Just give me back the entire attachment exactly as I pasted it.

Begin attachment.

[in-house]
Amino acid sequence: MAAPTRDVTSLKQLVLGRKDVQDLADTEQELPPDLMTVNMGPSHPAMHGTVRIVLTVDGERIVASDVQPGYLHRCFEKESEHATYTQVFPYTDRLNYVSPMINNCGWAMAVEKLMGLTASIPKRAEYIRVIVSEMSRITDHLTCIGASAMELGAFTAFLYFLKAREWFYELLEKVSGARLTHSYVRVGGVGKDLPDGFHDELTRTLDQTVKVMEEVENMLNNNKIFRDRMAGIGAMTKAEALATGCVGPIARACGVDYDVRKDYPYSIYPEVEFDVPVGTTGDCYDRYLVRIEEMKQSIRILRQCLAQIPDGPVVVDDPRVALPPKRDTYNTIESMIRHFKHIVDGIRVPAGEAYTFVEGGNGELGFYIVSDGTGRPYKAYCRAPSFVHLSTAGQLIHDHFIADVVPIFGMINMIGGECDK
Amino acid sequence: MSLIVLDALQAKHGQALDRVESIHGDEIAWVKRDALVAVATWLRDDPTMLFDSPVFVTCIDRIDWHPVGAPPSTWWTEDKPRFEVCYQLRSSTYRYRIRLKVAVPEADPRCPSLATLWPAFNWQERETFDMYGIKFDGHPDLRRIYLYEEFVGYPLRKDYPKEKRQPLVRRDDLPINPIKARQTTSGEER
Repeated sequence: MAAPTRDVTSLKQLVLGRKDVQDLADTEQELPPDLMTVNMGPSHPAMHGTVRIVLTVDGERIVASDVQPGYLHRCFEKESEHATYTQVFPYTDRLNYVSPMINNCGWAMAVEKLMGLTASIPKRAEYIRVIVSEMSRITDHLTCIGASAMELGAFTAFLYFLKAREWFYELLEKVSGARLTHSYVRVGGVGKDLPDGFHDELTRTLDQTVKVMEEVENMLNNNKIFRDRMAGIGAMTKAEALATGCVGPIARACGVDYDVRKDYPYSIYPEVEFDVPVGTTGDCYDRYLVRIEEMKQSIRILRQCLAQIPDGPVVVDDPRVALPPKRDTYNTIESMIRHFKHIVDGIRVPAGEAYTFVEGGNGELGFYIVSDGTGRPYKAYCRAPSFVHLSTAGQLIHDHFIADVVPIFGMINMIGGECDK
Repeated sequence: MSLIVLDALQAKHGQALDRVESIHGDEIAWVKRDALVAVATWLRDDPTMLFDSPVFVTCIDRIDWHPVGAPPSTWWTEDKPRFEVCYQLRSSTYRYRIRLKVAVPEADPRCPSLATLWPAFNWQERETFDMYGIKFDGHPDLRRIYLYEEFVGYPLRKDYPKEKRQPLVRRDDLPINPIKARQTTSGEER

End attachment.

[in-house]
Amino acid sequence: MAAPTRDVTSLKQLVLGRKDVQDLADTEQELPPDLMTVNMGPSHPAMHGTVRIVLTVDGERIVASDVQPGYLHRCFEKESEHATYTQVFPYTDRLNYVSPMINNCGWAMAVEKLMGLTASIPKRAEYIRVIVSEMSRITDHLTCIGASAMELGAFTAFLYFLKAREWFYELLEKVSGARLTHSYVRVGGVGKDLPDGFHDELTRTLDQTVKVMEEVENMLNNNKIFRDRMAGIGAMTKAEALATGCVGPIARACGVDYDVRKDYPYSIYPEVEFDVPVGTTGDCYDRYLVRIEEMKQSIRILRQCLAQIPDGPVVVDDPRVALPPKRDTYNTIESMIRHFKHIVDGIRVPAGEAYTFVEGGNGELGFYIVSDGTGRPYKAYCRAPSFVHLSTAGQLIHDHFIADVVPIFGMINMIGGECDK
Amino acid sequence: MSLIVLDALQAKHGQALDRVESIHGDEIAWVKRDALVAVATWLRDDPTMLFDSPVFVTCIDRIDWHPVGAPPSTWWTEDKPRFEVCYQLRSSTYRYRIRLKVAVPEADPRCPSLATLWPAFNWQERETFDMYGIKFDGHPDLRRIYLYEEFVGYPLRKDYPKEKRQPLVRRDDLPINPIKARQTTSGEER
Repeated sequence: MAAPTRDVTSLKQLVLGRKDVQDLADTEQELPPDLMTVNMGPSHPAMHGTVRIVLTVDGERIVASDVQPGYLHRCFEKESEHATYTQVFPYTDRLNYVSPMINNCGWAMAVEKLMGLTASIPKRAEYIRVIVSEMSRITDHLTCIGASAMELGAFTAFLYFLKAREWFYELLEKVSGARLTHSYVRVGGVGKDLPDGFHDELTRTLDQTVKVMEEVENMLNNNKIFRDRMAGIGAMTKAEALATGCVGPIARACGVDYDVRKDYPYSIYPEVEFDVPVGTTGDCYDRYLVRIEEMKQSIRILRQCLAQIPDGPVVVDDPRVALPPKRDTYNTIESMIRHFKHIVDGIRVPAGEAYTFVEGGNGELGFYIVSDGTGRPYKAYCRAPSFVHLSTAGQLIHDHFIADVVPIFGMINMIGGECDK
Repeated sequence: MSLIVLDALQAKHGQALDRVESIHGDEIAWVKRDALVAVATWLRDDPTMLFDSPVFVTCIDRIDWHPVGAPPSTWWTEDKPRFEVCYQLRSSTYRYRIRLKVAVPEADPRCPSLATLWPAFNWQERETFDMYGIKFDGHPDLRRIYLYEEFVGYPLRKDYPKEKRQPLVRRDDLPINPIKARQTTSGEER